Flu (or Influenza as it is known) is a common viral illness spread by coughs and sneezes which can be prevented with a flu jab.
Did you know that every year the flu vaccine changes?
Did you know that you can get flu jabs at your local Peak Pharmacy?
Want to get a flu jab? Peak Pharmacy can help just speak with one of our in-store Flu Fighters. We are pleased to announce the service is now available in all Peak Pharmacies priced at just £12 or FREE if you are in an at-risk group.
Want to know more, then read on to learn about the Flu and the Flu Vaccine. Near the bottom of the page, we have a frequently asked question section to help answer any questions you have, separating Flu FACTS from Flu FICTION.
Flu Jab Overview
How long is a course: Single-dose
When should I get vaccinated: Each Autumn around September or October.
Booster doses: Not required, but vaccination should be had every winter.
How it is given: Injection in the upper arm
Will it give me Flu: No
Side Effects: Usually mild. Expect slight fevers and injection site reactions like redness, swelling and tenderness which usually settle after a few days.
Special groups eg Children: This vaccine can be administered to adults and children from 9 years upwards
Prices from: FREE if eligible on the NHS or just £12 if a private service is required.
What is Flu?
Influenza, commonly known as Flu can be very unpleasant, but you’ll usually begin to feel better within about a week. However, it can be serious for some people, such as those with long-term medical conditions or people aged over 65. You can reduce your risk of developing flu by having a flu jab every year and our team at Peak Pharmacy are here to help you get vaccinated.
Flu symptoms come on very quickly and can include:
- diarrhoea or tummy pain
- difficulty sleeping
- a sore throat
- feeling tired or exhausted
- a sudden fever – a temperature of 38C or above
- an aching body
- a dry cough
- a headache
- loss of appetite
- feeling sick and being sick
Sometimes people struggle to spot the difference between cold and flu, and it can be difficult as the symptoms are similar, but the main differences are:
|Appears quickly within a few hours||Appears gradually|
|Affects more than just your nose and throat||Affects mainly your nose and throat|
|Makes you feel exhausted and too unwell to carry on as normal||Makes you feel unwell, but you’re OK to carry on as normal (for example, go to work)|
For more information about flu see NHS Choices.
The Flu Jab
The Flu jab is a vaccine given in Autumn every year before Winter starts to give you protection against the flu. As you have read above Flu is an unpleasant illness for most, but can be fatal to others.
What’s the difference between the flu vaccine and the flu jab? Nothing. The flu jab is just another way of saying Flu Vaccine. Whether you call it a flu jab or a flu vaccine you will receive a quick and relatively painless injection to help prevent the spread of the Flu.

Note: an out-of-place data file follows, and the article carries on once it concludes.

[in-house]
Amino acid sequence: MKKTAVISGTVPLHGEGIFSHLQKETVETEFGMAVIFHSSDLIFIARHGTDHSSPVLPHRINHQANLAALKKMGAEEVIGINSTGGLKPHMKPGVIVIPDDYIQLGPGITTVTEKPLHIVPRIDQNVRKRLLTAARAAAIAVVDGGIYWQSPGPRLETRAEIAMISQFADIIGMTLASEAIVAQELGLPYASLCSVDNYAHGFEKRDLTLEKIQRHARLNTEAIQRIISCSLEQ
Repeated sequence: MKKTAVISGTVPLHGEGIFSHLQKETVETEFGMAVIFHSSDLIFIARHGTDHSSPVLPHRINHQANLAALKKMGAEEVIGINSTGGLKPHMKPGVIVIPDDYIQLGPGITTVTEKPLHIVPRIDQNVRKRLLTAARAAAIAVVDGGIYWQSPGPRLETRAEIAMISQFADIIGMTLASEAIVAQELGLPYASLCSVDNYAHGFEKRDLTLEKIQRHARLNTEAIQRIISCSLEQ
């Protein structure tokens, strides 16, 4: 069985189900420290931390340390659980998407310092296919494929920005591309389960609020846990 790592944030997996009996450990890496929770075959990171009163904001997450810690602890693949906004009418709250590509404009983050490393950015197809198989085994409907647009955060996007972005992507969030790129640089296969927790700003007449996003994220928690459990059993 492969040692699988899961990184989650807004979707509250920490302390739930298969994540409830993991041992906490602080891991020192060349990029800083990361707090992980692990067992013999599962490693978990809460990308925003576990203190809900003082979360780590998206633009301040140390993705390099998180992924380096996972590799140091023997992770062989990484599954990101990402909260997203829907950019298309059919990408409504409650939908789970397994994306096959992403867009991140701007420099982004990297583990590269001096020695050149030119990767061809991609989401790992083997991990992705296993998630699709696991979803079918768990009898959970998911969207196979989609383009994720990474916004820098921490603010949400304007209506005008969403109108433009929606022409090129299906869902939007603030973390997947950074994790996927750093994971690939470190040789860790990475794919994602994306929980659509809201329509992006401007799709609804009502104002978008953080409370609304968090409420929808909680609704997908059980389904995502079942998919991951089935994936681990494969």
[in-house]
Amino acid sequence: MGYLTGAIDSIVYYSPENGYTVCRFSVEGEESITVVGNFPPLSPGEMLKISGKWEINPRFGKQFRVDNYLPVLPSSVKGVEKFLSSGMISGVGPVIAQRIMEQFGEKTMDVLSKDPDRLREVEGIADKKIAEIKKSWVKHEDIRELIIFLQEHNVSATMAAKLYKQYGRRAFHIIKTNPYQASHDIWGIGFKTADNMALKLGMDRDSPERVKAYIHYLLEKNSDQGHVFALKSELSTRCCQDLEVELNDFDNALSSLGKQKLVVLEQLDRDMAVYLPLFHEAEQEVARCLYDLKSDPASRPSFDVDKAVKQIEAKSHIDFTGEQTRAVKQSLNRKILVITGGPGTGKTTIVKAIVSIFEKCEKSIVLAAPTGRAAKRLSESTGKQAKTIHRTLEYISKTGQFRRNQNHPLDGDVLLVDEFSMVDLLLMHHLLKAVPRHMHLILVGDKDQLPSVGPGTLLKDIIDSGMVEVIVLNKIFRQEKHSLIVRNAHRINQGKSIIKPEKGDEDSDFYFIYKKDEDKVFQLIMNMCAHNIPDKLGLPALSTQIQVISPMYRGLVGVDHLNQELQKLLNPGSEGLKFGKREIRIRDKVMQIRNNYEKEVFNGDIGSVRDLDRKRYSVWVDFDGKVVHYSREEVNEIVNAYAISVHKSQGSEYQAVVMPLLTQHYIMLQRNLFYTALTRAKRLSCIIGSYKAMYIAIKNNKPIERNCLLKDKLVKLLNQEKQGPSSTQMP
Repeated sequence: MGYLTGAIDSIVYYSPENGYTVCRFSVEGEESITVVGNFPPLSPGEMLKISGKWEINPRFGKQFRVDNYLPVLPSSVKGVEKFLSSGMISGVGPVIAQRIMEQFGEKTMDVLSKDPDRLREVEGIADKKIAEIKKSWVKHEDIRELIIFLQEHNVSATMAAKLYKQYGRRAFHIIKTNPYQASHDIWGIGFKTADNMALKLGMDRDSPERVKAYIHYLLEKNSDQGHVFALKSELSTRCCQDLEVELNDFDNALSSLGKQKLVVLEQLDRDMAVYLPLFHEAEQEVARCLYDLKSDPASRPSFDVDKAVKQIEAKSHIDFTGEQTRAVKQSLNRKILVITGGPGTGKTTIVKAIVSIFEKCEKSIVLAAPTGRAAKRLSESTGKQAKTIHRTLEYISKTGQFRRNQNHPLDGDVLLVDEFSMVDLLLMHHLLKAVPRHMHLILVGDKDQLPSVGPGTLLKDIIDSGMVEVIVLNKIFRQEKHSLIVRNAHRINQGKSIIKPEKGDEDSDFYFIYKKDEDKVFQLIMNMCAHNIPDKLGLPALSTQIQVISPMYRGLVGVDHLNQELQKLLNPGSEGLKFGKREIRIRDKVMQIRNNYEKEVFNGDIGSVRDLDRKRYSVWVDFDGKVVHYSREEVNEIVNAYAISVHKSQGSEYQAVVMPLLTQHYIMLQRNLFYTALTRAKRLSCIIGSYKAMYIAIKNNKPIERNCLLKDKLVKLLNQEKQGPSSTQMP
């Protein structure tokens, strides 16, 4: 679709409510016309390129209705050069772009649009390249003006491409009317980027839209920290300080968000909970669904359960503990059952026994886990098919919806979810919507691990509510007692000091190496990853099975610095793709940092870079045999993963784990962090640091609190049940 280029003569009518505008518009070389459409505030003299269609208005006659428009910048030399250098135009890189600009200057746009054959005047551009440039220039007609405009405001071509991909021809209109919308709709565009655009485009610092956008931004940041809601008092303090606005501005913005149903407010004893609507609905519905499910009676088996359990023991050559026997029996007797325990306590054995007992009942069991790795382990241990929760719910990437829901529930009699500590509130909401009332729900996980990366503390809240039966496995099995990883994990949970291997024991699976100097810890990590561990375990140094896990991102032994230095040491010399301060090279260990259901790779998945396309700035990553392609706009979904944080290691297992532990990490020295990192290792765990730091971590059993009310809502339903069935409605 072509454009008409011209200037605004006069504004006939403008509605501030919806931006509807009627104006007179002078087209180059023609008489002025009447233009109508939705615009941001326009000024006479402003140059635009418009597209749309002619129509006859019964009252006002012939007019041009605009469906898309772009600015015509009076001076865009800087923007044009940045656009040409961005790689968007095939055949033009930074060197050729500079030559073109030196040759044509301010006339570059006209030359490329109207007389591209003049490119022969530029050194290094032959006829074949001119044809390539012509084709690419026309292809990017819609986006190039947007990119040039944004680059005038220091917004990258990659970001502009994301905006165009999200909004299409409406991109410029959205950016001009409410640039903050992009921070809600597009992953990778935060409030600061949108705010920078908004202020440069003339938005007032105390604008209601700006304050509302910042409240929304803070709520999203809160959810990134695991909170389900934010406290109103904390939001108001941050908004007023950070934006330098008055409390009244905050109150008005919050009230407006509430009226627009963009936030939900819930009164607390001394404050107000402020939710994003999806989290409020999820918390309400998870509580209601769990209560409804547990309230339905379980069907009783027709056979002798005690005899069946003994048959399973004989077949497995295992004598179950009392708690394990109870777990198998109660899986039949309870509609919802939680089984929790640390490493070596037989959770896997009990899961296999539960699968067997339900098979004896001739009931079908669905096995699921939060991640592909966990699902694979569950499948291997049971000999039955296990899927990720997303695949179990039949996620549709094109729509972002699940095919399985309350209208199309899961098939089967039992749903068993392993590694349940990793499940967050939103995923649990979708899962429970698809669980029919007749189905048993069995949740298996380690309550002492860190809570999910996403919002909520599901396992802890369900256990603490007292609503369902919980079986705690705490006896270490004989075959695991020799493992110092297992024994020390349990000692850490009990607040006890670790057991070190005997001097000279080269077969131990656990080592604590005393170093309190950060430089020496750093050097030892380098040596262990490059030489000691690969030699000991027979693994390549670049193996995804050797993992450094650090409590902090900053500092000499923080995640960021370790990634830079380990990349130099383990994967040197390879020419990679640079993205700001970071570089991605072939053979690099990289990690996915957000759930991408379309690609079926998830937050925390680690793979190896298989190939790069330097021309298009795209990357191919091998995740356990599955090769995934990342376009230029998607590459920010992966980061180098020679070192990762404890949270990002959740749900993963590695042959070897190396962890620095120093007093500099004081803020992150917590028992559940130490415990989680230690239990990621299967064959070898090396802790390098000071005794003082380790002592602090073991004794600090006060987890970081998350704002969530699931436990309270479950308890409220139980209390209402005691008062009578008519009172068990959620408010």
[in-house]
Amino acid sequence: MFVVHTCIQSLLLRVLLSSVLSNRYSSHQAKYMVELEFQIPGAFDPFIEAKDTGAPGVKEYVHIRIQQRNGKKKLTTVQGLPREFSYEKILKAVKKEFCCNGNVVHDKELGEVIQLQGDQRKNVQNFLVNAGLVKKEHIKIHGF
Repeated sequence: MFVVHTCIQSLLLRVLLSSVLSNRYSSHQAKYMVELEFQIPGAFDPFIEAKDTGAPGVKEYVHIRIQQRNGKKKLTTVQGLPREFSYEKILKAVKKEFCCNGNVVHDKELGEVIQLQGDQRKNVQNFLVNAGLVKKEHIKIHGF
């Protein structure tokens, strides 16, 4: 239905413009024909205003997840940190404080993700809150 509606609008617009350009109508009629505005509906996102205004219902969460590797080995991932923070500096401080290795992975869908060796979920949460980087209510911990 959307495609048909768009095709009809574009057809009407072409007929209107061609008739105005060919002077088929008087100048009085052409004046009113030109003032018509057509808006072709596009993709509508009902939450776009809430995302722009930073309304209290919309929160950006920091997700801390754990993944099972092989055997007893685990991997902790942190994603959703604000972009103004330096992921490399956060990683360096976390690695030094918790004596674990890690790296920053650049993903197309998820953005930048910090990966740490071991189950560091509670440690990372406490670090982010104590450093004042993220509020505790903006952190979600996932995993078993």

Most of our pharmacies offer a seasonal influenza vaccination service from September to March each year which is given by our trained pharmacists without the need to see your GP. Some patients may even get a FREE flu jab on the NHS!
Not eligible, well don’t worry we can provide you with the same vaccine but for a small charge of just £12 with no need to book an appointment.
Patients are eligible for a FREE NHS vaccine if they are:
- carers aged 18 or over; or
- social care workers;
- a pregnant woman (including those who become pregnant during the flu season);
- asplenia (no spleen) or splenic dysfunction;
- chronic liver disease;
- chronic heart disease, such as heart failure;
- aged from 18 to less than 50 years of age with one or more of the following medical conditions:
- chronic (long-term) respiratory diseases, such as severe asthma, chronic obstructive pulmonary disease (COPD) or bronchitis;
- chronic kidney disease at stages three, four or five;
- chronic neurological diseases, such as Parkinson’s disease or motor neurone disease, or learning disability;
- immunosuppression, a weakened immune system due to disease (such as HIV/AIDS) or treatment (such as cancer treatment);
- morbid obesity
- aged 18 or over living in long-stay residential care homes or other long-stay care facilities;
- hospice workers;
- household contacts of immunocompromised individuals who are aged 18 or over.
Are you a local employer? You may be interested in getting your staff vaccinated in the workplace. Read about our workplace flu service and get in touch for further information.
Flu and Flu Jab Frequently Asked Questions
Sorting flu fact from flu Fiction ......
Will face masks prevent or reduce the transmission of flu?